More recently, while in Jolly Harbor again, Boundless was given a full spa: deck and topsides washing, awlcare rubbing, de-rusting, polishing of all things outdoors, window cleaning, hull scrubbing...she needed that! You could almost see her after this rejuvenation session, wearing a robe, sitting with the other boats in the spa lounge and sipping cucumber-and-Rimula Motor oil-infused water before getting back-to business, or, "Now let's go out and get her all salty again!".

A very nice December surprise was the visit of Mark and Rita, the couple that specified and built Boundless - they called her aVida . They happened to visit Antigua and reached out to us after finding us on our blog. It was great to meet them and have them over for a tour of the boat, chat and compare notes ...they loved their time and travels on aVida-now-Boundless and it definitely showed throughout their visit! We're looking forward to hear about their next nautical adventures...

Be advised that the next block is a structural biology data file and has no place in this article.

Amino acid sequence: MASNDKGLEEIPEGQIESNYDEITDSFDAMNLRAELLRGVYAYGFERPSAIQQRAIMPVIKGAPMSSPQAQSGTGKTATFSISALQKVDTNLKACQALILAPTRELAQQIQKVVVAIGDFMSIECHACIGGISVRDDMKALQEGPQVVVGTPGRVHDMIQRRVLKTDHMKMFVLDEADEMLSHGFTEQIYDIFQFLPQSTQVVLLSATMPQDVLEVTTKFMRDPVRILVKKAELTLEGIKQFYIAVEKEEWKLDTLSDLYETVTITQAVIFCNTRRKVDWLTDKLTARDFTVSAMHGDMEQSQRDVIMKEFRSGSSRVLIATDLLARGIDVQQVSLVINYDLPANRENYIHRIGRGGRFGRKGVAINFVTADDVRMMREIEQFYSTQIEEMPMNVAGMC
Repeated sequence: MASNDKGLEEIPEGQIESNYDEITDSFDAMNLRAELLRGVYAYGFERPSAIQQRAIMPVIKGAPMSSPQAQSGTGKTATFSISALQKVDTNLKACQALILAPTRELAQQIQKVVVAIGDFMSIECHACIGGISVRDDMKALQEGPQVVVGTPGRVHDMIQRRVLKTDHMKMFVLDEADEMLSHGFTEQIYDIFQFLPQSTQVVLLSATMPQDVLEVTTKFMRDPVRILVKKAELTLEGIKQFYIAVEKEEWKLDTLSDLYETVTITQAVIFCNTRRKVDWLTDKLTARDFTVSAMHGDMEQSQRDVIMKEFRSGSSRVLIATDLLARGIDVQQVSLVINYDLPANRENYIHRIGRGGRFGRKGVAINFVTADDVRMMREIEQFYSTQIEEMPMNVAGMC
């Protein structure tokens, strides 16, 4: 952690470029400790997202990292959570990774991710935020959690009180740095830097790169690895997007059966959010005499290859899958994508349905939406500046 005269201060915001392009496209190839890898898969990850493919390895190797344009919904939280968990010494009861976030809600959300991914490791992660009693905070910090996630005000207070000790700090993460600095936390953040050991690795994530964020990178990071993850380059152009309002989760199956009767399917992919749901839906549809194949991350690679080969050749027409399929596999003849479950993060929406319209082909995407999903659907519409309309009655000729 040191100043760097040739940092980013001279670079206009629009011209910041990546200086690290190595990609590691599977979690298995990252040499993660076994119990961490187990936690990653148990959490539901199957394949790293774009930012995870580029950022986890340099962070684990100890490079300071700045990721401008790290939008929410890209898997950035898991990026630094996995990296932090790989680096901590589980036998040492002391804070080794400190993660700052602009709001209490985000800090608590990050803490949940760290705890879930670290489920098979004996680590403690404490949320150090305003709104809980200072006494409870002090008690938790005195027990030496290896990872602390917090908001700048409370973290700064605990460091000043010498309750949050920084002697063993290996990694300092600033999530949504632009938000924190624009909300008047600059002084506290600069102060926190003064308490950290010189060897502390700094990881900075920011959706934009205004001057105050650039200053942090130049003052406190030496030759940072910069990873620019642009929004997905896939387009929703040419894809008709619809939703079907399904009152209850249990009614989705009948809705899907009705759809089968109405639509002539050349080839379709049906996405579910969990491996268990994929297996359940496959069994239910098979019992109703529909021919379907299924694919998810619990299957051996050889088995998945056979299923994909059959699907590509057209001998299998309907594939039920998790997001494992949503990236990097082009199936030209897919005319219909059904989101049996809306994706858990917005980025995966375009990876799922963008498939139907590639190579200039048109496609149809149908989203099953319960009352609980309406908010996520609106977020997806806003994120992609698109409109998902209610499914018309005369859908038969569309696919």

Right around Christmas, the fabulous Jupiter-Saturn conjunction reached its closest point. As a refresher, this was going to be the closest since 1623 and the closest observable since 1226. I'm really glad we got to see it, bright and clearly most nights, as planning to view the next one with the same characteristics in... 2080 is a little too ambitious ... The other striking astronomical event was the Geminids meteor shower that peaked the nights of December 13-14. I had never seen anything like it: beginning around one o' clock in the morning, with almost zero light pollution, it was Shooting Stars Central! At times the showers originating from the radiant in Gemini seemed to overlap with random shooting stars coming from other points in the sky. You didn't know where to turn your head!